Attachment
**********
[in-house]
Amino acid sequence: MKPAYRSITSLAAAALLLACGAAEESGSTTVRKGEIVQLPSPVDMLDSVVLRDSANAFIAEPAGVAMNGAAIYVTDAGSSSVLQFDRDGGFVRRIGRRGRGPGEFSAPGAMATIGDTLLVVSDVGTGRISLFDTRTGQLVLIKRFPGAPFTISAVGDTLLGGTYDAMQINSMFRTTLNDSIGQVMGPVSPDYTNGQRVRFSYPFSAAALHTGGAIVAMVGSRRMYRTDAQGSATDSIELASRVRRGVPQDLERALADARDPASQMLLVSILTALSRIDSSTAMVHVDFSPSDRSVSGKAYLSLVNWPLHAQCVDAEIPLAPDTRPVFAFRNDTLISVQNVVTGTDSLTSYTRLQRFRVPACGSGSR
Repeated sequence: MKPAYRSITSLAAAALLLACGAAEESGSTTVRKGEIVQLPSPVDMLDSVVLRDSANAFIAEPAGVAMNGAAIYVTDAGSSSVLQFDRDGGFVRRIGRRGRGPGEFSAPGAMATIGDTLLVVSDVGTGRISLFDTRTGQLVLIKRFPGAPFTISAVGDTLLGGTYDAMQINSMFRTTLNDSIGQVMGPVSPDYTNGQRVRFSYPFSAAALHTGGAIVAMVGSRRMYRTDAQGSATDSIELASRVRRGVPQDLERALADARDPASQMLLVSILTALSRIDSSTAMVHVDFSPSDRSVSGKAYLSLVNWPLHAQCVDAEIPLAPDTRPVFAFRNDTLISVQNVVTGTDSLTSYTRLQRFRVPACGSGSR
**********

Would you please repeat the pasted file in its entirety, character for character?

[in-house]
Amino acid sequence: MKPAYRSITSLAAAALLLACGAAEESGSTTVRKGEIVQLPSPVDMLDSVVLRDSANAFIAEPAGVAMNGAAIYVTDAGSSSVLQFDRDGGFVRRIGRRGRGPGEFSAPGAMATIGDTLLVVSDVGTGRISLFDTRTGQLVLIKRFPGAPFTISAVGDTLLGGTYDAMQINSMFRTTLNDSIGQVMGPVSPDYTNGQRVRFSYPFSAAALHTGGAIVAMVGSRRMYRTDAQGSATDSIELASRVRRGVPQDLERALADARDPASQMLLVSILTALSRIDSSTAMVHVDFSPSDRSVSGKAYLSLVNWPLHAQCVDAEIPLAPDTRPVFAFRNDTLISVQNVVTGTDSLTSYTRLQRFRVPACGSGSR
Repeated sequence: MKPAYRSITSLAAAALLLACGAAEESGSTTVRKGEIVQLPSPVDMLDSVVLRDSANAFIAEPAGVAMNGAAIYVTDAGSSSVLQFDRDGGFVRRIGRRGRGPGEFSAPGAMATIGDTLLVVSDVGTGRISLFDTRTGQLVLIKRFPGAPFTISAVGDTLLGGTYDAMQINSMFRTTLNDSIGQVMGPVSPDYTNGQRVRFSYPFSAAALHTGGAIVAMVGSRRMYRTDAQGSATDSIELASRVRRGVPQDLERALADARDPASQMLLVSILTALSRIDSSTAMVHVDFSPSDRSVSGKAYLSLVNWPLHAQCVDAEIPLAPDTRPVFAFRNDTLISVQNVVTGTDSLTSYTRLQRFRVPACGSGSR